End of life vehicles (ELVs): guidance for waste sites
How to apply to be an authorised treatment facility (ATF) for ELVs, comply with ELV regulations and meet recycling targets.
1.6 to 2 million vehicles reach the end of their life in the UK each year.
Waste sites must follow special regulations to limit the environmental impact of handling, taking apart and disposing of end-of-life vehicles (ELVs).
An ELV is a vehicle classed as waste. Waste is anything you discard, intend to discard or are required to discard. This includes metal sent for recycling or reuse.
Become an ELV ATF
In England, to treat ELVs at a site you also need:
- planning permission from your local authority
- the correct environmental permit for the specific treatment your site carries out
Contact your local Environment Agency office and tell them you want to deal with ELVs on your site.
Telephone: 03708 506 506 (see call charges)
The Environment Agency will inspect your site. You must ensure it’s secure and that you can:
- store and treat ELVs without harming the environment
- safely remove all hazardous parts including liquids (known as depollution)
- recycle and dispose of ELV parts correctly
If your site and practices are acceptable, the Environment Agency will approve you as an Authorised Treatment Facility (ATF) for ELVs. Your business name and site details will appear on a public register.
Certificate of destruction (CoD): ATF responsibilities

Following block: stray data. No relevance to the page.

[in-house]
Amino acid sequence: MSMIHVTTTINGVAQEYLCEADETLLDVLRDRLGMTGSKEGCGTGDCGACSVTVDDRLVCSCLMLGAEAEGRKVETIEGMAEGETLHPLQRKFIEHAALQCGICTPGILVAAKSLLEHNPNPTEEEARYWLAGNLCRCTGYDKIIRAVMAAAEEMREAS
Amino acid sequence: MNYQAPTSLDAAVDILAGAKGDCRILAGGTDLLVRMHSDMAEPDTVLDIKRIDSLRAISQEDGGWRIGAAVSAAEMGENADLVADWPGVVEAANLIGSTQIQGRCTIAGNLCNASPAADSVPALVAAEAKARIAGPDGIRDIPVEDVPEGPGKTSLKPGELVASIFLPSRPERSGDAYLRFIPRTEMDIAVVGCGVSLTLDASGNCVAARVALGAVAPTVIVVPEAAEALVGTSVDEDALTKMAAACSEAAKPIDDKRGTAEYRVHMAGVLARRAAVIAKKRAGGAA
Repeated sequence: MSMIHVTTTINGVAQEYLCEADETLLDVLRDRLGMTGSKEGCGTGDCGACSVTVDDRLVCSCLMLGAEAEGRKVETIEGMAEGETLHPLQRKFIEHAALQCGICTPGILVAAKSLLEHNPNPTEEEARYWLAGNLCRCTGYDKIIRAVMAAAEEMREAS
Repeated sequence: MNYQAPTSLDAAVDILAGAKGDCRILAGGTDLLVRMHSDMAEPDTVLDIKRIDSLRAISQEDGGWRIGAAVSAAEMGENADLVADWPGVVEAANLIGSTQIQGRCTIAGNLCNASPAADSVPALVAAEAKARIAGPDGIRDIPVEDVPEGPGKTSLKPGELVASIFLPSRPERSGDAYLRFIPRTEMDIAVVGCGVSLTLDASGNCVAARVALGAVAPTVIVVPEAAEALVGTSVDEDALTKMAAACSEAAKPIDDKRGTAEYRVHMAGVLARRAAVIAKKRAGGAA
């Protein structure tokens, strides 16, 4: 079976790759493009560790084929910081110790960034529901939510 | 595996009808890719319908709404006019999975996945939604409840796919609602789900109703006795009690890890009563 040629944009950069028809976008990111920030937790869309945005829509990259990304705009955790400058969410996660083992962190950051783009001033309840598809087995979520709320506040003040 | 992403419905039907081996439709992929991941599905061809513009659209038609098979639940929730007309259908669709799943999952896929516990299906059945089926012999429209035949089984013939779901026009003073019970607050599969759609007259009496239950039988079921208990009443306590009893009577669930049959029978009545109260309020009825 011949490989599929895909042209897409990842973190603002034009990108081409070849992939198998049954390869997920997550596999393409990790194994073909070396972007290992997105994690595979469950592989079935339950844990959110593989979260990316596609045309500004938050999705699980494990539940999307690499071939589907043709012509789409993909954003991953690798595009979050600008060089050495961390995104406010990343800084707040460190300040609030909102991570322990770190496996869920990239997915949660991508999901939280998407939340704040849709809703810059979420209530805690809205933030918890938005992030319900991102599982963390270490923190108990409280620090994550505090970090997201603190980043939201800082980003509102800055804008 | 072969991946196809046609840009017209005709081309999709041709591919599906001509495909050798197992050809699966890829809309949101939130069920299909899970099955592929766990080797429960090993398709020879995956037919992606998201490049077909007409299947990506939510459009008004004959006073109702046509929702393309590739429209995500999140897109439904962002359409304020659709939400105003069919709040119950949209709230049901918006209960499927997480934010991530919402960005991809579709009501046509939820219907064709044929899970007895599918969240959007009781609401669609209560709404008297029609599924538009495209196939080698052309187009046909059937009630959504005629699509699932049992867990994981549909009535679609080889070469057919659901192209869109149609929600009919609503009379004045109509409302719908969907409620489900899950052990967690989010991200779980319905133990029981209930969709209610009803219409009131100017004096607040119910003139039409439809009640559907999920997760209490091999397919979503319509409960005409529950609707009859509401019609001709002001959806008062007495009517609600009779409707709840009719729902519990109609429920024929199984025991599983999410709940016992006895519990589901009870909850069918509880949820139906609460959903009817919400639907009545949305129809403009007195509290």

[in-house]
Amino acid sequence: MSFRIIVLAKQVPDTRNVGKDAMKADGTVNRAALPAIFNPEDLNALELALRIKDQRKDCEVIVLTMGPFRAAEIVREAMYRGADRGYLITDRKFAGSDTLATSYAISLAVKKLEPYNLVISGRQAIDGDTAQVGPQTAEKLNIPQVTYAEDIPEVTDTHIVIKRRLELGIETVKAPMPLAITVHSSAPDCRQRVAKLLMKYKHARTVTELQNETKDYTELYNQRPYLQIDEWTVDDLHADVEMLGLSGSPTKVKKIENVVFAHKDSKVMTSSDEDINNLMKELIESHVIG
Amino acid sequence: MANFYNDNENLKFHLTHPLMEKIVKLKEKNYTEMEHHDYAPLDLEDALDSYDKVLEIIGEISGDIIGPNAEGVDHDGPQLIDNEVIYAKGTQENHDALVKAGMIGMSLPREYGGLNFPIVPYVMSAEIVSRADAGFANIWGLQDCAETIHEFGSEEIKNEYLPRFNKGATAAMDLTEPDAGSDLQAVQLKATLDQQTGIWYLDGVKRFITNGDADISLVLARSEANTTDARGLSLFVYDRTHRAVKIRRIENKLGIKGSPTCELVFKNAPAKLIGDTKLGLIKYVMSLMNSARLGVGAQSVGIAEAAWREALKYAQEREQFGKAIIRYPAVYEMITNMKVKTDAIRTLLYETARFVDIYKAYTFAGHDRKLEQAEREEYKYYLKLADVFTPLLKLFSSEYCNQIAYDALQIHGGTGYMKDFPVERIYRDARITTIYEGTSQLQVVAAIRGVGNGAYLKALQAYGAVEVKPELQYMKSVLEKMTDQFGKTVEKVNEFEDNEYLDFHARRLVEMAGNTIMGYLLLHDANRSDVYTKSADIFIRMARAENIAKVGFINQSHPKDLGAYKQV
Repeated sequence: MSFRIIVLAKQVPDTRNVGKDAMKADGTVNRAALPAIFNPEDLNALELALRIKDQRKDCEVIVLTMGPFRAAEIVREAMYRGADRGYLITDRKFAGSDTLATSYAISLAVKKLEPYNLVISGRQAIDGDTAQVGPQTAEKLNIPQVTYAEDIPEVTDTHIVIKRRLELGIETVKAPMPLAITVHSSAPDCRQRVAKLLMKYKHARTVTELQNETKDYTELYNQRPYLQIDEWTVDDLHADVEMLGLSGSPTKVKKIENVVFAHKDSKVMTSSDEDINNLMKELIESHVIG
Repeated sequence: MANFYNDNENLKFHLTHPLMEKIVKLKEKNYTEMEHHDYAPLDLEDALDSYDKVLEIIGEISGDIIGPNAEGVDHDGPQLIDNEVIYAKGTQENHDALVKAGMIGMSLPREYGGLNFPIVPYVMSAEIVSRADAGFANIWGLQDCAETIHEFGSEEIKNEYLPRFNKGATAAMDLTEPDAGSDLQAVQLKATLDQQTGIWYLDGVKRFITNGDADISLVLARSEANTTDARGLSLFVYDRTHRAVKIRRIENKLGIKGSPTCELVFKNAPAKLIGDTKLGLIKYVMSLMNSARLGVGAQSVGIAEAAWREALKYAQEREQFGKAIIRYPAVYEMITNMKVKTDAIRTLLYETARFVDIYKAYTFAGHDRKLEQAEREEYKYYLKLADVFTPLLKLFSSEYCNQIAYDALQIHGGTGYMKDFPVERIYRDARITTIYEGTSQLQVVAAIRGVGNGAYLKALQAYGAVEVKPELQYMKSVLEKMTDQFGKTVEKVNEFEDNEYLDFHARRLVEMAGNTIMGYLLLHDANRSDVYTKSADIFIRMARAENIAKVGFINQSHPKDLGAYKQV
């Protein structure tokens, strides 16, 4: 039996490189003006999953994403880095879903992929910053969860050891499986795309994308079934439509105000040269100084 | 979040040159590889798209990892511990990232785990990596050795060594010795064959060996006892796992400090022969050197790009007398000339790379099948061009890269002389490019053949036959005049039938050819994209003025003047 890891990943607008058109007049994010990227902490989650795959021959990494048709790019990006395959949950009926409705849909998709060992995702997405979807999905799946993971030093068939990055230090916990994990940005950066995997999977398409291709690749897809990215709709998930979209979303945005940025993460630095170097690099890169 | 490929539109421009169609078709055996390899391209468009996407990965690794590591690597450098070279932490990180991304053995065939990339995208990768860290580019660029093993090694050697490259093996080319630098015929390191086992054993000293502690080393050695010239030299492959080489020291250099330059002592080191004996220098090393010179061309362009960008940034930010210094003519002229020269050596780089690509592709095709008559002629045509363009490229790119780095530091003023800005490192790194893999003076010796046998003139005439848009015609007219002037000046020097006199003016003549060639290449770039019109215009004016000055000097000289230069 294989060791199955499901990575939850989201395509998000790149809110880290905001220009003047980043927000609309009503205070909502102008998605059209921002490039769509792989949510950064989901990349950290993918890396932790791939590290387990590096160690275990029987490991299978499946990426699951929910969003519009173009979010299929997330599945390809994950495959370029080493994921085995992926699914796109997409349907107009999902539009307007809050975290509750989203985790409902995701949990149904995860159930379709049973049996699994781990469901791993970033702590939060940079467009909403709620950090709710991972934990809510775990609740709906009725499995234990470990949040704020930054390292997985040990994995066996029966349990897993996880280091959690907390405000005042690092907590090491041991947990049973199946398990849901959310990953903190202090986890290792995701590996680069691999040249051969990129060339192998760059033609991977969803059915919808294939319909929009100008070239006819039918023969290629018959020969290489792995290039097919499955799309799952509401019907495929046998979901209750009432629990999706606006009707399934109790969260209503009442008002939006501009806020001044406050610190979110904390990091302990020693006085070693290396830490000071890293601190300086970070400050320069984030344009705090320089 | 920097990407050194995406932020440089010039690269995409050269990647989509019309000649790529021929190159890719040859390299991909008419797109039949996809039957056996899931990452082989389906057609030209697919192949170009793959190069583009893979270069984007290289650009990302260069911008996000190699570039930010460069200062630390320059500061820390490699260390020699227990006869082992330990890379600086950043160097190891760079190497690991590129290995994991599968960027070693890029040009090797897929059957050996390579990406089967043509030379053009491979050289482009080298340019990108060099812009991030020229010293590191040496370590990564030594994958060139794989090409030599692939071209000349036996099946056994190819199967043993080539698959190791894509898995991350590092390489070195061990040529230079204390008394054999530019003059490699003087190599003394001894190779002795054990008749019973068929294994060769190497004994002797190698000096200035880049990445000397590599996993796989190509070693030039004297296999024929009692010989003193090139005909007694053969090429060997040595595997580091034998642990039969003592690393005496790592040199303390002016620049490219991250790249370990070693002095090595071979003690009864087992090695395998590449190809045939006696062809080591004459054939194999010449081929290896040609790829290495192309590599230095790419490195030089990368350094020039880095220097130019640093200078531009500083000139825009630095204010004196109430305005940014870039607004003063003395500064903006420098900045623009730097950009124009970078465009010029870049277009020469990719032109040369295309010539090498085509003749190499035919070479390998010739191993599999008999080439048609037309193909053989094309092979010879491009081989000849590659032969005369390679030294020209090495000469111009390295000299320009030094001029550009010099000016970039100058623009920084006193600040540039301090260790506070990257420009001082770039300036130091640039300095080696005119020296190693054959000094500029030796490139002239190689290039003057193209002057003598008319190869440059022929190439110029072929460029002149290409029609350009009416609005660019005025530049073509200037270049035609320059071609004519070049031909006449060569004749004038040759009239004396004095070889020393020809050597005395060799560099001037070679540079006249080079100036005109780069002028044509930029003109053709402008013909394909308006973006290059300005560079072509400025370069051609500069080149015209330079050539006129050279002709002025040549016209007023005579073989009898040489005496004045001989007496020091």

It’s a legal requirement for all scrap cars to be issued with an official CoD when they reach their useful end of life.
CoDs are for:
- passenger vehicles and light goods vehicles under 3.5 tonnes
- 3-wheeled motor vehicles
Once you’ve decided to depollute/scrap a vehicle you generate a CoD via the DVLA online system. When the Environment Agency tells the DVLA you’ve been accepted as an ATF, DVLA will contact you and tell you how to set up an account on their system.
You must issue the CoD to the vehicle presenter. You should advise the presenter to keep it indefinitely. You should not charge the last holder/owner for the act of issuing a CoD.
The DVLA system automatically updates the vehicle record to reflect a CoD.
If you depollute a vehicle not covered by the regulations, for example, a lorry, motorcycle or motorhome you input the vehicle details and the CoD system will automatically update the details as a Notification of destruction (NOD) and update the vehicle record.
Also take (if available) any V5C certificate document (‘log book’) for the vehicle. Keep these for 12 months for audit purposes and then destroy.
CoD is important – the owner/keeper uses it to prove to the DVLA they have taken their vehicle to a registered ATF waste site and it is no longer on the road.
More information on scrap cars and written off vehicles.
You do not have to remove liquids from a part that is suitable for reuse – for example, oil from a car engine. But only keep enough in the part for it to stay in working order.
Otherwise, to depollute a vehicle, remove the:
- wheels, tyres and lead balance weights
- liquefied gas tank (if present)
- liquids - including fuel, coolants, antifreeze, brake, air-conditioning and shock absorber fluids, and windscreen wash
- oils - including from engine, gearbox, transmission and hydraulic oils
- oil filters - if crushed using special equipment to removes all the oil, you can return the filter to the car as it is then non-hazardous
- parts with mercury, like switches
- catalyst (if fitted)